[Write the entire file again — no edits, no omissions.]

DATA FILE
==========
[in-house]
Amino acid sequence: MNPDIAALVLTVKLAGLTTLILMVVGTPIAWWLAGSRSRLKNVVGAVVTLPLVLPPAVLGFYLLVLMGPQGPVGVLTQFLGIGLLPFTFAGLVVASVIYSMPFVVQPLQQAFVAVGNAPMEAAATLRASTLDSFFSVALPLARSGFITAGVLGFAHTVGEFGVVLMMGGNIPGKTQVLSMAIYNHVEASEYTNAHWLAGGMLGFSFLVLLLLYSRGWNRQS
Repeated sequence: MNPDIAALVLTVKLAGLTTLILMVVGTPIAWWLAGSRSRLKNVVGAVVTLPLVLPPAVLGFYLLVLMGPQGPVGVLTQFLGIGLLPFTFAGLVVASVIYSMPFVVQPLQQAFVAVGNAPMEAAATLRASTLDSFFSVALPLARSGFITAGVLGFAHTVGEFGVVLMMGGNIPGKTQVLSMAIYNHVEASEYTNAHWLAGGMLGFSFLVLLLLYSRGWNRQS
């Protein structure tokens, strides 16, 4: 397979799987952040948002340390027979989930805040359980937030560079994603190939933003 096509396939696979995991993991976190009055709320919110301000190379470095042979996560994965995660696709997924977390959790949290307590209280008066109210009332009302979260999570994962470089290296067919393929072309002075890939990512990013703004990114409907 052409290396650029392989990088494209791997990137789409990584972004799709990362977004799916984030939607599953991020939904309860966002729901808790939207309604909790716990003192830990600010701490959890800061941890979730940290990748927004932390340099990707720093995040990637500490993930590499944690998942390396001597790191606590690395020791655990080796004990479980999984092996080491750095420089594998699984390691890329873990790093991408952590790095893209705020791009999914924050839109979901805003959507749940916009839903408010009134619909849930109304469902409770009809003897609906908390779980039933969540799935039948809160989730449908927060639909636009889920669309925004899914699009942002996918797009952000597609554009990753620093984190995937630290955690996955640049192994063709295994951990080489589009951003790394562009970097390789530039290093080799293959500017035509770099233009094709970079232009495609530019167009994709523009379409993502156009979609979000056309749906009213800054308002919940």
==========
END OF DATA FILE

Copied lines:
[in-house]
Amino acid sequence: MNPDIAALVLTVKLAGLTTLILMVVGTPIAWWLAGSRSRLKNVVGAVVTLPLVLPPAVLGFYLLVLMGPQGPVGVLTQFLGIGLLPFTFAGLVVASVIYSMPFVVQPLQQAFVAVGNAPMEAAATLRASTLDSFFSVALPLARSGFITAGVLGFAHTVGEFGVVLMMGGNIPGKTQVLSMAIYNHVEASEYTNAHWLAGGMLGFSFLVLLLLYSRGWNRQS
Repeated sequence: MNPDIAALVLTVKLAGLTTLILMVVGTPIAWWLAGSRSRLKNVVGAVVTLPLVLPPAVLGFYLLVLMGPQGPVGVLTQFLGIGLLPFTFAGLVVASVIYSMPFVVQPLQQAFVAVGNAPMEAAATLRASTLDSFFSVALPLARSGFITAGVLGFAHTVGEFGVVLMMGGNIPGKTQVLSMAIYNHVEASEYTNAHWLAGGMLGFSFLVLLLLYSRGWNRQS
């Protein structure tokens, strides 16, 4: 397979799987952040948002340390027979989930805040359980937030560079994603190939933003 096509396939696979995991993991976190009055709320919110301000190379470095042979996560994965995660696709997924977390959790949290307590209280008066109210009332009302979260999570994962470089290296067919393929072309002075890939990512990013703004990114409907 052409290396650029392989990088494209791997990137789409990584972004799709990362977004799916984030939607599953991020939904309860966002729901808790939207309604909790716990003192830990600010701490959890800061941890979730940290990748927004932390340099990707720093995040990637500490993930590499944690998942390396001597790191606590690395020791655990080796004990479980999984092996080491750095420089594998699984390691890329873990790093991408952590790095893209705020791009999914924050839109979901805003959507749940916009839903408010009134619909849930109304469902409770009809003897609906908390779980039933969540799935039948809160989730449908927060639909636009889920669309925004899914699009942002996918797009952000597609554009990753620093984190995937630290955690996955640049192994063709295994951990080489589009951003790394562009970097390789530039290093080799293959500017035509770099233009094709970079232009495609530019167009994709523009379409993502156009979609979000056309749906009213800054308002919940």